Comprehensive Description

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Description

Male. Body length 6.5–12.0 mm, wing length 6.0–8.5 mm.

Head: Face and frons broadly separated with distinct frontoclypeal suture near mid-face (Fig. 1). Eyes with short hairs between facets. Vertical setae on small elevation; ocellar tubercle prominent with 2 large setae, without hairs; with 2 postocellar setae. Gena absent. Proboscis somewhat sclerotized, slightly enlarged, covered with sparse gray-brown pollen; each labellar lobe with 6 geminately sclerotized pseudotracheae. Antenna of rather uniform shape, size, and color (Figs 1, 8–9); black, scape without dorsal setae; pedicel with apical ring of setae/setulae, longest setae dorsally and ventrally; first flagellomere about as long as wide, broadly pointed apically, arista inserted near midpoint of dorsal edge.

Thorax: Scutum metallic green to green-blue with silver-gray pollen and bronze-red stripes; 0–14 acrostichal setae in a single row; usually 6 dorsocentral setae (6–10 in Liancalus pterodactyl), 2 notopleural setae; 1–3 strong, black postpronotal setae (often with some smaller white hairs), usually 2 presutural intra-alar setae (1 in Liancalus genualis), 1 presutural seta, 2 postsutural supra-alar setae, and 1 postalar seta per side; scutellum usually with 6 large marginal setae (8–9 in Liancalus pterodactyl), no additional hairs; proepisternum with 1 dorsal and 1 ventral tuft of white hairs. Pleura metallic bronze-green, covered with dense silver-gray pollen, without setae or hairs (Fig. 1).

Legs: Legs very long, slender, dark metallic green (Figs 8–9). Coxa I uniformly covered with white hairs on anterior surface; coxa II with white hairs on anterior surface and black ad seta near middle; coxa III with a black dorsal seta near middle (Fig. 1). Femur II and III with a slender preapical ad seta near 3/4. Tarsus I either with tarsomere 1 long and tarsomere 2 short (Figs 3A–E), or with tarsomere 1 short and tarsomere 2 long (Figs 3F–G).

Wing: Modified with dark brown markings and spots, sometimes enclosing a white apical spot and sometimes with lobes and setae (Figs 4–7). Calypter yellow with a fan of long, pale yellow setae. Halter pale yellow.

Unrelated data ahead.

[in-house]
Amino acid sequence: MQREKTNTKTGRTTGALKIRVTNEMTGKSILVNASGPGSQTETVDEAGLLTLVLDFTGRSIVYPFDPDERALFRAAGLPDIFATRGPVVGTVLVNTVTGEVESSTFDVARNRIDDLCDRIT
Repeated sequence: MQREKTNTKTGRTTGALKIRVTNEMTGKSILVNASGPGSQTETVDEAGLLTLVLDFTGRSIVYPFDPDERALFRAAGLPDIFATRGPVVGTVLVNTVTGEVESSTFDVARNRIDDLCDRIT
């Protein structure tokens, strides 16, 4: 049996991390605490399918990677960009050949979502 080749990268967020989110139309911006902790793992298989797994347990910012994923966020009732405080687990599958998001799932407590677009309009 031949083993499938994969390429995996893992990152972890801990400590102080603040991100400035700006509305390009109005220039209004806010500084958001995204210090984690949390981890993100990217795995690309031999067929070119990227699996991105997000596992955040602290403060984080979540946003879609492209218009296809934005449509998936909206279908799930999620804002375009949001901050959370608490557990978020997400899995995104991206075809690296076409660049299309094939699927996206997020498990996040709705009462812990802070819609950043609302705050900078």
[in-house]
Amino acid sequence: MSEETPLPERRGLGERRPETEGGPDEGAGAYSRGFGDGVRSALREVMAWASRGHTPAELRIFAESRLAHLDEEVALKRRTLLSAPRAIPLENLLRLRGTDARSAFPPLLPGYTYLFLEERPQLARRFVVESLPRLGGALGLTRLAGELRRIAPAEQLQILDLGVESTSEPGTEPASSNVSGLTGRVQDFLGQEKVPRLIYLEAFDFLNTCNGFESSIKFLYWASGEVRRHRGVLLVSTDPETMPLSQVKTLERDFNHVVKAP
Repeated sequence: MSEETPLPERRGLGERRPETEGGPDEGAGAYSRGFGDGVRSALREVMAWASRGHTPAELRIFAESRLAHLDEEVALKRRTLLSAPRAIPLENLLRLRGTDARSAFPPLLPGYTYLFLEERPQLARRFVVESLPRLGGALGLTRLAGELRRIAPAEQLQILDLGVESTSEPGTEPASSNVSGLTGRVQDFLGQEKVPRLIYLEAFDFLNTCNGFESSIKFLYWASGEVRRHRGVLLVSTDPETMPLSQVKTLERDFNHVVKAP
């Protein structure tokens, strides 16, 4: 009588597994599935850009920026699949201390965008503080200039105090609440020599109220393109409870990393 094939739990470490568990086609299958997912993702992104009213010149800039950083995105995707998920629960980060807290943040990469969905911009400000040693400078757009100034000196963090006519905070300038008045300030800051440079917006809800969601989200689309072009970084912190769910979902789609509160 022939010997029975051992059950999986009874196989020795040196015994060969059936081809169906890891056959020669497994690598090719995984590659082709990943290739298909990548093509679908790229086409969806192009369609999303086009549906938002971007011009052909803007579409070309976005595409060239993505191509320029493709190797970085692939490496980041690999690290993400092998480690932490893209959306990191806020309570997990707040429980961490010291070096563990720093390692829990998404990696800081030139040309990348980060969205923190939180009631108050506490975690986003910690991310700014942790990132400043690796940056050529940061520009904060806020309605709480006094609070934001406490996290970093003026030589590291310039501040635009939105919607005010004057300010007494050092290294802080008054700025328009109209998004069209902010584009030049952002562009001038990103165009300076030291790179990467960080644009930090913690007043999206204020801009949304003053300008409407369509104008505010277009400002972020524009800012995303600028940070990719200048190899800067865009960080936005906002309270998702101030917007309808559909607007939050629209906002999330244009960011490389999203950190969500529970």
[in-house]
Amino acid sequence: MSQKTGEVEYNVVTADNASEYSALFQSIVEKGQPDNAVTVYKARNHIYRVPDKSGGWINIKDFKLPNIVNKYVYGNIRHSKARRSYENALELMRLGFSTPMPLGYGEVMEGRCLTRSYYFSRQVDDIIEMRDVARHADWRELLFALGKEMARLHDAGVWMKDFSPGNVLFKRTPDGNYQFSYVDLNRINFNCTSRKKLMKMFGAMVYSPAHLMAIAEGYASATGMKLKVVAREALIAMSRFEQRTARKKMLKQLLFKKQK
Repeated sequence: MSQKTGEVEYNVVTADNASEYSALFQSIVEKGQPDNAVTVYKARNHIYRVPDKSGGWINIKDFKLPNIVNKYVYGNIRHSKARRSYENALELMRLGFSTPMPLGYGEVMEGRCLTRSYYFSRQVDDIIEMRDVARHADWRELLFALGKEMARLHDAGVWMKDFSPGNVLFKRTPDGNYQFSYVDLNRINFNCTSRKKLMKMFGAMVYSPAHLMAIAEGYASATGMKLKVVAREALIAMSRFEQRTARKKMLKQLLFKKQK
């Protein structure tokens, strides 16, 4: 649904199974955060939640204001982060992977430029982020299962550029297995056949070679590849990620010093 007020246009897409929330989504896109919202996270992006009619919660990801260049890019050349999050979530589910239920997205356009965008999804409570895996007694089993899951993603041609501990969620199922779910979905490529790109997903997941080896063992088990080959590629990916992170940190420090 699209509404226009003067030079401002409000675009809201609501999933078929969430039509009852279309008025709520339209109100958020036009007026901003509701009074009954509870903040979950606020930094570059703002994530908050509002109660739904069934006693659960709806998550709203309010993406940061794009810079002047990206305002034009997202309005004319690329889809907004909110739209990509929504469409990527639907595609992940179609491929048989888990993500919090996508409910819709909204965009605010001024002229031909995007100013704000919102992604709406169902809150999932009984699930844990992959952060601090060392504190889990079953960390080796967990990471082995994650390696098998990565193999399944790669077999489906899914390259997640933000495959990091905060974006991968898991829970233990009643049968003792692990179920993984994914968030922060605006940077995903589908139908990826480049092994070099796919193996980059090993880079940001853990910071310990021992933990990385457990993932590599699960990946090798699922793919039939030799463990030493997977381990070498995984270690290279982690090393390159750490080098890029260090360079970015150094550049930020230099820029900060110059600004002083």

Abdomen: Cylindrical, elongate, and slightly broadened at apex (Fig. 2). T5 prolonged ventrally into two lateral flap-like projections that form a hood or pocket for the apex of the hypopygium. Hypopygium (Figs 10–12) nearly round, capping apex of abdomen. Phallus arched to rather sharply bent dorsally just before apex, with apical margin minutely serrate. Hypandrium rather broad, thin, arched anteriorly near apex with lateral lobe bearing setulae and a larger seta at or near apex. Epandrium with large, apical, thin, nearly transparent lobe that is hinged and can be raised or lowered dorsoventrally; at rest, this lobe sits against and covers the surstylus and base of cerci. Surstylus somewhat pointed, strongly sclerotized, directed medially, with large spatulate seta near apex. Cerci broad basally, with either very short (Figs 2E–F, 12) or very long filaments that project anteriorly below abdomen (Figs 2A–D, 8).

Female. Body length 5.0–9.0 mm, wing length 5.5–7.5 mm. Lacking typical male secondary sexual characters and similar to male except: face broader, nearly parallel-sided; palpi larger; fore tarsi unmodified; wings unmodified, but with diagnostic dark brown spots in most specimens (Fig. 16); abdomen shorter and somewhat flattened dorsoventrally.

Immatures. Larvae twelve segmented, cylindrical, truncate posteriorly and tapered anteriorly, opalescent with transparent cuticle; antenna with basal ring bearing sensilla; mouthparts dark brown to black, labrum large with pointed tip (sometimes hooked and/or with tooth-like projections), mandibular hook well developed; metacephalic rods enlarged at caudal tips, longer than tentorial arm. Pupa with prothoracic respiratory horns about 2 mm long, sharply pointed at tips; frontofacial sutures distinct, brown; abdominal segments 2–7 with rows of posteriorly-directed spines. Coccon elliptical, externally composed of sand grains and sometimes moss and mud, inner surface smooth; respiratory horn tips exposed. See Vaillant (1948), Corpus (1986) and Masunaga (2001) for illustrations and photographs of immature stages.

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Creative Commons Attribution 3.0 (CC BY 3.0)

© Justin B. Runyon, Richard L. Hurley

Source: ZooKeys

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